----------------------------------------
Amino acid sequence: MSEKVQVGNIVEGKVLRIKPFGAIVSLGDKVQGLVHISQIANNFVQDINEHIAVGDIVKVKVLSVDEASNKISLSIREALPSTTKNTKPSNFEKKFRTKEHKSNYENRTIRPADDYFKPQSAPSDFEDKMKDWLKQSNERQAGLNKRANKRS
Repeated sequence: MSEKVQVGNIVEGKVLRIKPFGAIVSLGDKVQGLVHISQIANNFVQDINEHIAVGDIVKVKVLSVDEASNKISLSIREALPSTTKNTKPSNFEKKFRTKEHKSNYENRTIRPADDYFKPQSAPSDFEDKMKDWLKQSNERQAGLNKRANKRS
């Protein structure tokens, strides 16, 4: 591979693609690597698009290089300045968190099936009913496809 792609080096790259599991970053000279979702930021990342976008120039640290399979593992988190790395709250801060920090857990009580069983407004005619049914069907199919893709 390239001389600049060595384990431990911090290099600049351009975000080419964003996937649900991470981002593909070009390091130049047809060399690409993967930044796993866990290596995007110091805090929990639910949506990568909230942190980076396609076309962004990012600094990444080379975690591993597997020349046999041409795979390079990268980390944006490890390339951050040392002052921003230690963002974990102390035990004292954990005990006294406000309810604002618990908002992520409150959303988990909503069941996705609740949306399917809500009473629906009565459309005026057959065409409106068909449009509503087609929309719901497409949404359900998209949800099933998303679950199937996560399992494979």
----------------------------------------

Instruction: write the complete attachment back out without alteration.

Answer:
Amino acid sequence: MSEKVQVGNIVEGKVLRIKPFGAIVSLGDKVQGLVHISQIANNFVQDINEHIAVGDIVKVKVLSVDEASNKISLSIREALPSTTKNTKPSNFEKKFRTKEHKSNYENRTIRPADDYFKPQSAPSDFEDKMKDWLKQSNERQAGLNKRANKRS
Repeated sequence: MSEKVQVGNIVEGKVLRIKPFGAIVSLGDKVQGLVHISQIANNFVQDINEHIAVGDIVKVKVLSVDEASNKISLSIREALPSTTKNTKPSNFEKKFRTKEHKSNYENRTIRPADDYFKPQSAPSDFEDKMKDWLKQSNERQAGLNKRANKRS
């Protein structure tokens, strides 16, 4: 591979693609690597698009290089300045968190099936009913496809 792609080096790259599991970053000279979702930021990342976008120039640290399979593992988190790395709250801060920090857990009580069983407004005619049914069907199919893709 390239001389600049060595384990431990911090290099600049351009975000080419964003996937649900991470981002593909070009390091130049047809060399690409993967930044796993866990290596995007110091805090929990639910949506990568909230942190980076396609076309962004990012600094990444080379975690591993597997020349046999041409795979390079990268980390944006490890390339951050040392002052921003230690963002974990102390035990004292954990005990006294406000309810604002618990908002992520409150959303988990909503069941996705609740949306399917809500009473629906009565459309005026057959065409409106068909449009509503087609929309719901497409949404359900998209949800099933998303679950199937996560399992494979």